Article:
Volume 562, February 2014
|Number of page(s)||9|
|Section||Stellar structure and evolution|
|Published online||18 February 2014|
Young stellar object jet models: From theory to synthetic observations
“Horia Hulubei” National Institute of Physics and Nuclear
Engineering, 30 Reactorului
2 CEA, IRAMIS, Service Photons, Atomes et Molécules 91191 Gif-sur-Yvette, France
3 Laboratoire AIM, CEA/DSM – CNRS – Université Paris Diderot, IRFU/Service d’Astrophysique, CEA Saclay, Orme des Merisiers, 91191 Gif-sur-Yvette, France
4 IASA & Sect. of Astrophysics, Astronomy and Mechanics, Dept. of Physics, University of Athens, 15784 Zografos, Athens, Greece
5 Dipartimento di Fisica, Università degli Studi di Torino, via Pietro Giuria 1, 10125 Torino, Italy
6 INAF/Osservatorio Astronomico di Torino, via Osservatorio 20, 10025 Pino Torinese, Italy
7 Institute for Astronomy and Astrophysics, Section Computational Physics, Eberhard Karls Universität Tübingen, auf der Morgenstelle 10, 72076 Tübingen, Germany
8 LUTh, Observatoire de Paris, UMR 8102 du CNRS, Université Paris Diderot, 92190 Meudon, France
9 LERMA, Observatoire de Paris, Université Pierre et Marie Curie, Ecole Normale Supérieure, Université Cergy-Pontoise, CNRS, France
Accepted: 12 December 2013
Context. Astronomical observations, analytical solutions, and numerical simulations have provided the building blocks to formulate the current theory of young stellar object jets. Although each approach has made great progress independently, it is only during the past decade that significant efforts have been made to bring the separate pieces together.
Aims. Building on previous work that combined analytical solutions and numerical simulations, we apply a sophisticated cooling function to incorporate optically thin energy losses in the dynamics. On one hand, this allows a self-consistent treatment of the jet evolution, and on the other hand, it provides the necessary data to generate synthetic emission maps.
Methods. Firstly, analytical disk and stellar outflow solutions are properly combined to initialize numerical two-component jet models inside the computational box. Secondly, magneto-hydrodynamical simulations are performed in 2.5D, correctly following the ionization and recombination of a maximum of 29 ions. Finally, the outputs are post-processed to produce artificial observational data.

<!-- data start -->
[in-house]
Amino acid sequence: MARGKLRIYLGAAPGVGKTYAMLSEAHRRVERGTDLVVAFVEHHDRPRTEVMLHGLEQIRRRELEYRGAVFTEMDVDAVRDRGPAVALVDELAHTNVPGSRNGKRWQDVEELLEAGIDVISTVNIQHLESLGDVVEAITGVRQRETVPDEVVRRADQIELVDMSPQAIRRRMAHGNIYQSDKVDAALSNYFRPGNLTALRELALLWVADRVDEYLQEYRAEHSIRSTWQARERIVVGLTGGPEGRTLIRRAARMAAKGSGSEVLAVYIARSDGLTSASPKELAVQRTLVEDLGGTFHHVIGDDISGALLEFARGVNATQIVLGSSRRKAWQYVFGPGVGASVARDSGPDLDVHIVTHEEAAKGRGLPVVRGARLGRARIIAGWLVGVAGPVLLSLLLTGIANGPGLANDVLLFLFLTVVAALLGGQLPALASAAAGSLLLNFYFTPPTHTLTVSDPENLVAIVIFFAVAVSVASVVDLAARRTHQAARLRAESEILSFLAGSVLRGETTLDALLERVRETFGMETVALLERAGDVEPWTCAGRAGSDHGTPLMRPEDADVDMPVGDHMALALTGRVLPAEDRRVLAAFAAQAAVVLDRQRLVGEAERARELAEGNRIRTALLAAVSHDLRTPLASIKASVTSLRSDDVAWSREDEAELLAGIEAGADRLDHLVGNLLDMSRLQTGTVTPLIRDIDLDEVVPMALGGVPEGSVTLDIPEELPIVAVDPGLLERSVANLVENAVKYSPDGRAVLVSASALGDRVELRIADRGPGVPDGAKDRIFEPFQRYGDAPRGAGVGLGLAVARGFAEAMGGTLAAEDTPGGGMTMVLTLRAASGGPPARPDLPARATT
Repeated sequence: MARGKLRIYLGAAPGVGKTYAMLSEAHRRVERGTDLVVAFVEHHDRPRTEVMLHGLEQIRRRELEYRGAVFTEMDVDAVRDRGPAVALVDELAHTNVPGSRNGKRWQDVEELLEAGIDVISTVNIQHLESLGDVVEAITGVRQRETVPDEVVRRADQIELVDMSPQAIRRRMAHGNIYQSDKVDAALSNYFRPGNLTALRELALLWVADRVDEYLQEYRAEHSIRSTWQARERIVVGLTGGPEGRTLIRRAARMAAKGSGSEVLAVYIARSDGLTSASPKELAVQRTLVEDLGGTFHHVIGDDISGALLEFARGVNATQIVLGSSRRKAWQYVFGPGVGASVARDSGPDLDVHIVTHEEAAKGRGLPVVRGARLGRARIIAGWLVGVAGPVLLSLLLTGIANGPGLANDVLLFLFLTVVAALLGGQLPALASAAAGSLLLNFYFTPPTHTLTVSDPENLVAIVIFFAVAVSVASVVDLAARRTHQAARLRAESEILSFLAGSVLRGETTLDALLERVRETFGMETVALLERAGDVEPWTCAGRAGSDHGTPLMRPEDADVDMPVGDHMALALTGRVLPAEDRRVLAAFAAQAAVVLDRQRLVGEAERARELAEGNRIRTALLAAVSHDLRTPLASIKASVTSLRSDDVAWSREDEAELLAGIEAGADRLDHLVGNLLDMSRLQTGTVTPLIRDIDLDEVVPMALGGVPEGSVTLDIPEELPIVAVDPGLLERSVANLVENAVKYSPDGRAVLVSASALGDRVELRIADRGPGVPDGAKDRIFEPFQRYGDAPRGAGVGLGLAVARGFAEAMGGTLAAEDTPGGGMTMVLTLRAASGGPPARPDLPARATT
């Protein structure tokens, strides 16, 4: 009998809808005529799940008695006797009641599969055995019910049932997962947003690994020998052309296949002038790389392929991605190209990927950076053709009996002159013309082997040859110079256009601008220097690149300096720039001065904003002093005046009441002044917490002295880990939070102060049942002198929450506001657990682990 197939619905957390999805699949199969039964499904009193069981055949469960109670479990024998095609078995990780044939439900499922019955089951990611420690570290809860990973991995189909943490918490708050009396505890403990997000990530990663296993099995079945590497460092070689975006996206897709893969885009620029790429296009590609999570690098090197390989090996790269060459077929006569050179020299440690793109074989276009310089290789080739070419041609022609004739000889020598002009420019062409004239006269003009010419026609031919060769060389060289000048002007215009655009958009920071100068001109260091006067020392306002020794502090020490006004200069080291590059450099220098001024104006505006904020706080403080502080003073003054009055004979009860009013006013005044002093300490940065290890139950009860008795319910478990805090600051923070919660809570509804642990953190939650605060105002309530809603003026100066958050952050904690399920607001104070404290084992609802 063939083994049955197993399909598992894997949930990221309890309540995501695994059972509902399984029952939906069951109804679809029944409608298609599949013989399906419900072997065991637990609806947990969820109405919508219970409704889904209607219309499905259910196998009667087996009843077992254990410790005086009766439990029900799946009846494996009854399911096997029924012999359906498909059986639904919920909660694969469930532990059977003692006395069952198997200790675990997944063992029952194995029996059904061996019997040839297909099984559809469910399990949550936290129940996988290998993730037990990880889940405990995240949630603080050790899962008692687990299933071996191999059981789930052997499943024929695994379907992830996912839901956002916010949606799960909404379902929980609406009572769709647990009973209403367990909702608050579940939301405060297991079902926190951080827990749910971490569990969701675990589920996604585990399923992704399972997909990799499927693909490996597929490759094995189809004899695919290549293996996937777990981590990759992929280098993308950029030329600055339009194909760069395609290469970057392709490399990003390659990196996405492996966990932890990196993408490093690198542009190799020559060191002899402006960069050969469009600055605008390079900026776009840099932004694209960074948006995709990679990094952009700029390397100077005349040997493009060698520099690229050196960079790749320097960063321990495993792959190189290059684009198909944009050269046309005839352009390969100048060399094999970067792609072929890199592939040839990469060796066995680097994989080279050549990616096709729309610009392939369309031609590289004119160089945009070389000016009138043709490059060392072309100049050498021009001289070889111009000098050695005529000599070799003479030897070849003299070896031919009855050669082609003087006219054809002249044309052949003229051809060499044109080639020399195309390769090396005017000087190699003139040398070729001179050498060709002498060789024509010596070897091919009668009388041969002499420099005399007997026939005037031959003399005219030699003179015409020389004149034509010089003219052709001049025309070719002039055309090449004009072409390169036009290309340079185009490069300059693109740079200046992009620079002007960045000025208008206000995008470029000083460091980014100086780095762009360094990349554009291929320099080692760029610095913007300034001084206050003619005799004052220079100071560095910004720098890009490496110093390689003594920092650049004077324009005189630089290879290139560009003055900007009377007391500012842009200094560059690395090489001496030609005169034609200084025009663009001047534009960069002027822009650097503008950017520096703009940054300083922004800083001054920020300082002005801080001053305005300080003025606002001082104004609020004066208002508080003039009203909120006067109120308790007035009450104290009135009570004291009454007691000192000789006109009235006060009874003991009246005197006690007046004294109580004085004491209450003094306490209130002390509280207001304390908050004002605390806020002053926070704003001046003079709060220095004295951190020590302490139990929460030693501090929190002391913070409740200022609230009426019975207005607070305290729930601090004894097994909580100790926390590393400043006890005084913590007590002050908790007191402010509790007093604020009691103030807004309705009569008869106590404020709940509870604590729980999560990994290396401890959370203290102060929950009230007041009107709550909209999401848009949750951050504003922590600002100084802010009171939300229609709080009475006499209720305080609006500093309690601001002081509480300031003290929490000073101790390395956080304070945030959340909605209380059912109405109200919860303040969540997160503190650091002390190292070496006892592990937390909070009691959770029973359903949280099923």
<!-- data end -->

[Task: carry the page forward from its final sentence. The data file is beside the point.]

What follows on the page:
Results. The values for the density, temperature, and velocity that the simulations provide along the axis are within the typical range of protostellar outflows. Moreover, the synthetic emission maps of the doublets [O i], [N ii], and [S ii] outline a well-collimated and knot-structured jet, which is surrounded by a less dense and slower wind that is not observable in these lines. The jet is found to have a small opening angle and a radius that is also comparable to observations.
Conclusions. The first two-component jet simulations, based on analytical models, that include ionization and optically thin radiation losses demonstrate promising results for modeling specific young stellar object outflows. The generation of synthetic emission maps provides the link to observations, as well as the necessary feedback for further improvement of the available models.
Key words: stars: evolution / ISM: jets and outflows / magnetohydrodynamics (MHD) / methods: numerical
© ESO, 2014
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